A painting by Vincent van Gogh from the artist’s Drenthe period has been bought by two Dutch museums, the Van Gogh Museum in Amsterdam and the Drents Museum in Assen. Acquired yesterday at Sotheby’s, New York, they paid $3,140,000 for Peasant burning Weeds, over five times the low estimate ($600,000-$800,000).
Very few of Van Gogh’s oil paintings survive from his Drenthe visit, so it extremely unusual for one to come onto the market. They are painted in dark, moody tones, predating the exuberant colouring of his later French pictures that now attract the really high prices. This explains the relatively low Sotheby’s estimate and the fact that the two Dutch museums were prepared to bid so much higher.
Van Gogh went to Drenthe, a remote province in the north of the Netherlands, to escape from the pressures of living in The Hague—and to break off his difficult relationship with Sien Hoornik, the former prostitute with whom he was living. He worked in the villages of Hoogeveen and Nieuw-Amsterdam from September to December 1883.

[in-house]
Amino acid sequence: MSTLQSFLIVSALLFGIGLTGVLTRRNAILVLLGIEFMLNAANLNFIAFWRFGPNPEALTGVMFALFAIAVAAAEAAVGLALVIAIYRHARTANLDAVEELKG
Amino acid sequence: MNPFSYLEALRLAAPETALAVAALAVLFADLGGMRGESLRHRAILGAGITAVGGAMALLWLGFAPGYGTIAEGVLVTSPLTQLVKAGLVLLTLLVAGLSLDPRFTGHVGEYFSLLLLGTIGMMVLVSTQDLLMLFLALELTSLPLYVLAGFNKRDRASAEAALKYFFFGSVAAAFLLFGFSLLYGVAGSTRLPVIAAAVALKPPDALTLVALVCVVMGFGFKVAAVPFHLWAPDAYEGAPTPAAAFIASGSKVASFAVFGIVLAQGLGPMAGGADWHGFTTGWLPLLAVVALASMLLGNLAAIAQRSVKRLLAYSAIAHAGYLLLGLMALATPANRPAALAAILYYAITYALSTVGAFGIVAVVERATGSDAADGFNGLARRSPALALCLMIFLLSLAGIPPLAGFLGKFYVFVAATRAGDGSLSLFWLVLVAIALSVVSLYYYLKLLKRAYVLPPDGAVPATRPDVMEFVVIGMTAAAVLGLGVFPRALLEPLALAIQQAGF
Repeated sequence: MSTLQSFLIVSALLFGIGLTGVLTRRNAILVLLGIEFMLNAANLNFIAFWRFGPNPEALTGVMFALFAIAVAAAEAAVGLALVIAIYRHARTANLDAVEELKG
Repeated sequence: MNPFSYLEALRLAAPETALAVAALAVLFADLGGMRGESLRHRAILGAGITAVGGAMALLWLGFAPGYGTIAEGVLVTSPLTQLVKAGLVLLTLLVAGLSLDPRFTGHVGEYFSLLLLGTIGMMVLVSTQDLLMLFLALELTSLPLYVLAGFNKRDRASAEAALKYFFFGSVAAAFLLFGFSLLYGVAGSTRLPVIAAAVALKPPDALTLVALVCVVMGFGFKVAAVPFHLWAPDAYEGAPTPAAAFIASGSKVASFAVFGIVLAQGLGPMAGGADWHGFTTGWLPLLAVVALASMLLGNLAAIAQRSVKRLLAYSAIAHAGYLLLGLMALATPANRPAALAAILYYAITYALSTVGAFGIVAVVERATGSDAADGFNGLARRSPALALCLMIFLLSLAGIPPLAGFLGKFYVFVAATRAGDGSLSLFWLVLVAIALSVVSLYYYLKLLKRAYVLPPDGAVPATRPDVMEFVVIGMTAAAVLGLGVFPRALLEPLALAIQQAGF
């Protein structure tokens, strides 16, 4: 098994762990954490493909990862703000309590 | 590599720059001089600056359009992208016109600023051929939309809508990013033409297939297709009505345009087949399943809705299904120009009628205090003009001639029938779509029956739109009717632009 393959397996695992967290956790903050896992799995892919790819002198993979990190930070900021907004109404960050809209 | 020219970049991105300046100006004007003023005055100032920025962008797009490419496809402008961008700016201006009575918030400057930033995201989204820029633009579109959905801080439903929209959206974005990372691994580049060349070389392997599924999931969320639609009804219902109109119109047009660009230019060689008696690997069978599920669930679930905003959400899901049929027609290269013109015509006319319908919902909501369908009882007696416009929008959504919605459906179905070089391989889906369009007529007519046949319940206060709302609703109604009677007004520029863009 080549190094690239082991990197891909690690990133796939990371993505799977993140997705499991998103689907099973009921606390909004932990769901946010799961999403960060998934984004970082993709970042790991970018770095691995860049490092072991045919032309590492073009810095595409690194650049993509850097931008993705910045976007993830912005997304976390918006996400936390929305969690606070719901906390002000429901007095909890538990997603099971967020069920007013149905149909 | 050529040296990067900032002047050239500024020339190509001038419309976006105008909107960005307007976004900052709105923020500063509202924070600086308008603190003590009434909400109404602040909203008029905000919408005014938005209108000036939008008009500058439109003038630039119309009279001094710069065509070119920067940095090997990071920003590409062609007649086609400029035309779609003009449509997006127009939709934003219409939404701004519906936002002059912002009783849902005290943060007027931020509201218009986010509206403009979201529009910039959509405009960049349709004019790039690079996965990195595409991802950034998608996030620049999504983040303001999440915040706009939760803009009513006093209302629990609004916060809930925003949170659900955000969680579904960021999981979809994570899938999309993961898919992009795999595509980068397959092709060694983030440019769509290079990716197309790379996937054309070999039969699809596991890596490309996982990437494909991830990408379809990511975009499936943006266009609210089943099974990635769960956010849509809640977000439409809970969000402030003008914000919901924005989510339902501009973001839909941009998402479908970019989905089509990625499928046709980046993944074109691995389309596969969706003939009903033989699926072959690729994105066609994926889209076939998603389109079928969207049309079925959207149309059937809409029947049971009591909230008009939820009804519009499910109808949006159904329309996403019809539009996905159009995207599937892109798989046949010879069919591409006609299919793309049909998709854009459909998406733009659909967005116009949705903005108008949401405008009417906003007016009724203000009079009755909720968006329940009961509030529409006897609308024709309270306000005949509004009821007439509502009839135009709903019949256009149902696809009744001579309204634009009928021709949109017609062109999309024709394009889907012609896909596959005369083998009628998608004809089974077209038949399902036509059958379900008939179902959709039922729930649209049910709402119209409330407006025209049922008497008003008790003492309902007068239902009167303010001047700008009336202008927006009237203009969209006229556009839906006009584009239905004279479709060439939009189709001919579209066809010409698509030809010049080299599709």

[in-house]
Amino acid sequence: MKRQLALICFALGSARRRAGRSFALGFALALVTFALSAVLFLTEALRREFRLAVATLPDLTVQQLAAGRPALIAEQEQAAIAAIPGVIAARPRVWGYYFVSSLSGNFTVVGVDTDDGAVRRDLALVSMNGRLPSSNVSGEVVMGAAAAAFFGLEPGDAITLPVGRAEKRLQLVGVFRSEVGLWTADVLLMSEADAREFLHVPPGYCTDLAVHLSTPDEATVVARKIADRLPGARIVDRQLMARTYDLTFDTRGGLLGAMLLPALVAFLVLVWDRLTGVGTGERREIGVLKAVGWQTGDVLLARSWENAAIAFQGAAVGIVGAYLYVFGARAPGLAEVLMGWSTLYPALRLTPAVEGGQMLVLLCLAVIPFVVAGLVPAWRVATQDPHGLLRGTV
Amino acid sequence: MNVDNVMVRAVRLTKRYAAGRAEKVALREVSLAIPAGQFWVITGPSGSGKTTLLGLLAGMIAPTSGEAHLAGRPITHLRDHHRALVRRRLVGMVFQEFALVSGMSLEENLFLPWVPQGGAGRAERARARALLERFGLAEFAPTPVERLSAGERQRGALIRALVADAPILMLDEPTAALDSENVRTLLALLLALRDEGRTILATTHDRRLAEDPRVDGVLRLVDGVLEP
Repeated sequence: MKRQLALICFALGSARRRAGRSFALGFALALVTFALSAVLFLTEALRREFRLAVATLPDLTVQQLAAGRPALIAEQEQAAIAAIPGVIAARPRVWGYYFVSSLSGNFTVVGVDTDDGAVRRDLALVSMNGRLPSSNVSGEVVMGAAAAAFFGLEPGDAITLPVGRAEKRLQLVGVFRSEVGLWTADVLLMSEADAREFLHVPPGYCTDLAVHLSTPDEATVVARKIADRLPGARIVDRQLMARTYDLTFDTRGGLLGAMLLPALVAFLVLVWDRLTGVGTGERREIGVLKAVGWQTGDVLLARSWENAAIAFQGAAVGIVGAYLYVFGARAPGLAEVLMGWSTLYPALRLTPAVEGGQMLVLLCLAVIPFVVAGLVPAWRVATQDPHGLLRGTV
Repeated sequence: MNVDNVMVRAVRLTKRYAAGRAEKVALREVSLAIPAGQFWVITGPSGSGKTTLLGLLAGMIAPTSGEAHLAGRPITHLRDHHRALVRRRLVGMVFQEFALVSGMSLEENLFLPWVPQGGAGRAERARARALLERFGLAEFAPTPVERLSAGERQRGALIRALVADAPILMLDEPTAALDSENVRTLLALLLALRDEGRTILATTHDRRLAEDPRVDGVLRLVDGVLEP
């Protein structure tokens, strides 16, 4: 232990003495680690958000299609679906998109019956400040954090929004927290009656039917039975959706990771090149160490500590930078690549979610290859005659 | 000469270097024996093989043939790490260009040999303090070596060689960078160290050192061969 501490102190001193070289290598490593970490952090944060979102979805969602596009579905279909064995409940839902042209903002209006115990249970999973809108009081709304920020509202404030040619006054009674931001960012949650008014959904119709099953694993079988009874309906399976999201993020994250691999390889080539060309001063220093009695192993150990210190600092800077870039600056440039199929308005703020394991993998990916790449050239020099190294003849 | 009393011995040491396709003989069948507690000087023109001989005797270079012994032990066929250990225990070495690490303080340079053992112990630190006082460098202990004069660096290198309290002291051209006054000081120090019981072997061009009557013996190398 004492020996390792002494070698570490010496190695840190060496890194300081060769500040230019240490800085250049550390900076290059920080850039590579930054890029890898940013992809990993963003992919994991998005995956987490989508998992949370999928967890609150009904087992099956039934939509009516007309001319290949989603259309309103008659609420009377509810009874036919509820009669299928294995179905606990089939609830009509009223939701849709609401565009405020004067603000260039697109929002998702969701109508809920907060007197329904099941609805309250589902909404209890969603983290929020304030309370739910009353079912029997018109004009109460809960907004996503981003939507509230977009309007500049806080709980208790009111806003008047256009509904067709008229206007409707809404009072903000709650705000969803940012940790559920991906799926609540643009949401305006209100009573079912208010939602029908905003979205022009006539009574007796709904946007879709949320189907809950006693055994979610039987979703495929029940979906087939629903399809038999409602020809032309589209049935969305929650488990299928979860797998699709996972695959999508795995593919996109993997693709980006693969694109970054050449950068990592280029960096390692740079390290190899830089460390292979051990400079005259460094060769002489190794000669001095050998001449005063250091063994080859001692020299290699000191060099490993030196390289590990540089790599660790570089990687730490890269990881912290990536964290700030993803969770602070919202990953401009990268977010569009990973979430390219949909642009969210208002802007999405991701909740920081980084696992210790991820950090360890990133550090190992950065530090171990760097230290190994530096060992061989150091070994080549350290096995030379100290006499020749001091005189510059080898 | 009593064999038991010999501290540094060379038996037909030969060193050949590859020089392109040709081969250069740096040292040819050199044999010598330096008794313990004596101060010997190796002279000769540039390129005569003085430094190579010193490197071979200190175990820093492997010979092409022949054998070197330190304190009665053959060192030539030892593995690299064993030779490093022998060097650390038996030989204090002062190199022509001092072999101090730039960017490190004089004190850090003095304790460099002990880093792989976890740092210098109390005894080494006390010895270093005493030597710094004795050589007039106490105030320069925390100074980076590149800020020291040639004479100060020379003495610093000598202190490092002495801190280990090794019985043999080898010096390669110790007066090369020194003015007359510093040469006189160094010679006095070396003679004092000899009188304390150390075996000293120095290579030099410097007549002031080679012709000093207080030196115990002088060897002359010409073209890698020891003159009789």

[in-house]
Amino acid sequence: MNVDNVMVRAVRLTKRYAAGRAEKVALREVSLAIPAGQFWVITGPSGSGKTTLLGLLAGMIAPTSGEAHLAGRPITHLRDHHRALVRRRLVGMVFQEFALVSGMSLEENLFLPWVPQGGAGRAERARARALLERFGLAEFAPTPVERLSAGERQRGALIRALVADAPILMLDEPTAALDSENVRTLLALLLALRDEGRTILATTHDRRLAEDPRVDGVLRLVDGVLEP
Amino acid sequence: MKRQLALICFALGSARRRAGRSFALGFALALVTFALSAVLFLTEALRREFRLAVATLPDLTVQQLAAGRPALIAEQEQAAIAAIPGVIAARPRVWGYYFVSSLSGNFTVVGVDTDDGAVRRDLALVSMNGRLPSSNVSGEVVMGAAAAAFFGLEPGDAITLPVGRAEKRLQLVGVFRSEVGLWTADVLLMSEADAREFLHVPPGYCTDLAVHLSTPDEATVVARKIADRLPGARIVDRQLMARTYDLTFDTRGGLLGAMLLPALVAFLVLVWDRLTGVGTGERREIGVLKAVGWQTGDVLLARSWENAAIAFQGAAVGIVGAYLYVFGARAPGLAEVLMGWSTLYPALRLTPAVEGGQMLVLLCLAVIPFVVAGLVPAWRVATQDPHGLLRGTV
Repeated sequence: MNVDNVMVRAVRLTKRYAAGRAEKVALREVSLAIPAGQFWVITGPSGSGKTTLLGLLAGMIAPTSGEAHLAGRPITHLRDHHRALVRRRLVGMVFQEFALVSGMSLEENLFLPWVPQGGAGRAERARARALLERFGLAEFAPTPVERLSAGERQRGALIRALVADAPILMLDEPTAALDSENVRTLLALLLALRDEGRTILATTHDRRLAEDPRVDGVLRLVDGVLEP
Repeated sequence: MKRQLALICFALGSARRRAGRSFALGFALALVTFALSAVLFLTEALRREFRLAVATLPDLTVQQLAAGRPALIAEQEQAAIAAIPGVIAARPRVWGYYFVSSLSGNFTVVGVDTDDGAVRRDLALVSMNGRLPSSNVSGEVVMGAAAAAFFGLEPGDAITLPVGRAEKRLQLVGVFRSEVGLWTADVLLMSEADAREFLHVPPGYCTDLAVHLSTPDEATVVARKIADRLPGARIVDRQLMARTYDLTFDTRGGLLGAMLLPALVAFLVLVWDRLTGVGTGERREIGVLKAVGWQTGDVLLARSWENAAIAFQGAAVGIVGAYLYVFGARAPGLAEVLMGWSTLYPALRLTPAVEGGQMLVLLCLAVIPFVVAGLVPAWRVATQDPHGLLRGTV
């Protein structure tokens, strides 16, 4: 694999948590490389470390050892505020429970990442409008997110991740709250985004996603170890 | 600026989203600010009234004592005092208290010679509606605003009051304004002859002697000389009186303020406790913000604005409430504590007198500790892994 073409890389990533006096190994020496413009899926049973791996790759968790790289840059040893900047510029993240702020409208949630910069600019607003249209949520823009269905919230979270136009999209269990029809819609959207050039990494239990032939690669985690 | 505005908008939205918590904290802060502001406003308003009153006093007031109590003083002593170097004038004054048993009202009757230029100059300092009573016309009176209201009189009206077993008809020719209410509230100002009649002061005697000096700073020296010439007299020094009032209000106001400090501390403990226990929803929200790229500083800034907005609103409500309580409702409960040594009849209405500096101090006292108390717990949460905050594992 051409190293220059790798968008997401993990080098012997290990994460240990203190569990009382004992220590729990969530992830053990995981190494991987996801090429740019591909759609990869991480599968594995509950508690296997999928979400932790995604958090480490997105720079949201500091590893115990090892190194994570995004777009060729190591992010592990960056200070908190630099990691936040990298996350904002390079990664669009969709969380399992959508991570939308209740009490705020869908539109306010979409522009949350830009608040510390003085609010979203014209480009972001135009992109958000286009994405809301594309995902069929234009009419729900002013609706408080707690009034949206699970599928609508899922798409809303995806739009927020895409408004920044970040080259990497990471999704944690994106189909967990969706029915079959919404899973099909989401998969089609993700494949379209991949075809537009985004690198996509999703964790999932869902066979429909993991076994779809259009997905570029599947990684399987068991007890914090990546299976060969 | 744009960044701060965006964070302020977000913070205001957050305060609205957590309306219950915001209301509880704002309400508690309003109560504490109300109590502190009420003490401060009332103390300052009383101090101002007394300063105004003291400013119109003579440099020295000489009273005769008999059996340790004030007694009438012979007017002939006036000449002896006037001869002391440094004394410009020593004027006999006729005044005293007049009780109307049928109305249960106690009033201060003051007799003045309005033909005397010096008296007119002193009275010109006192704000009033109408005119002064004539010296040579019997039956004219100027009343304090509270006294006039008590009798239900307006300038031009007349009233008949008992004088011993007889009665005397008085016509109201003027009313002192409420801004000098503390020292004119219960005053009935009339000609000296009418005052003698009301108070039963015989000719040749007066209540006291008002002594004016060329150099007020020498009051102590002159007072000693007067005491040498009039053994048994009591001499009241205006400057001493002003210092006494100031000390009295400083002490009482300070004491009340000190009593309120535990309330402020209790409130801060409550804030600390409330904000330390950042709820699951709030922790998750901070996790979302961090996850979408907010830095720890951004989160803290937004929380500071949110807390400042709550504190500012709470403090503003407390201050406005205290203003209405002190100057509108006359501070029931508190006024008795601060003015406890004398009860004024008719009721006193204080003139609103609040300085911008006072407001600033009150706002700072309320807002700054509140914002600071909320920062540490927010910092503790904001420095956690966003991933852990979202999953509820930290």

Peasant burning Weeds can be dated from one of Vincent’s letters, which included a small sketch of the picture. On 22 October 1883 he wrote to his brother Theo: “I’m still working on that weed burner, whom I’ve caught better than before in a painted study as far as the tone is concerned, so that it conveys more of the vastness of the plain and the gathering dusk, and the small fire with the wisp of smoke is the only point of light.” At this stage he had only been painting in oils for just under two years.
The painting Peasant burning Weeds has been bought jointly by the two Dutch museums, partly with grants from the BankGiro Loterij, the Mondriaan Fund and the Vereniging Rembrandt. The work will be exhibited alternatively at the Drents Museum and the Van Gogh Museum, starting at the museum in Drenthe.
The artist mentions 18 oil paintings in his Drenthe letters, but a Van Gogh Museum statement says that “only five paintings” survive, all now in Dutch museums—three at the Amsterdam museum, one at the Drents Museum and the newly acquired, jointly owned work. This suggests that two other Drenthe pictures in the catalogues raisonées, Farms between Trees and Landscape at Nightfall, were either painted elsewhere or are not authentic. A Van Gogh Museums spokeswoman says that its curators have been unable to study these two pictures and "further research is needed".
UPDATE: It was later announced that Paysan brûlant de mauvaises herbes had been acquired jointly by the Van Gogh Museum in Amsterdam and the Drents Museum in Assen.
• For more on Van Gogh, follow our weekly blog by Martin Bailey, Adventures with Van Gogh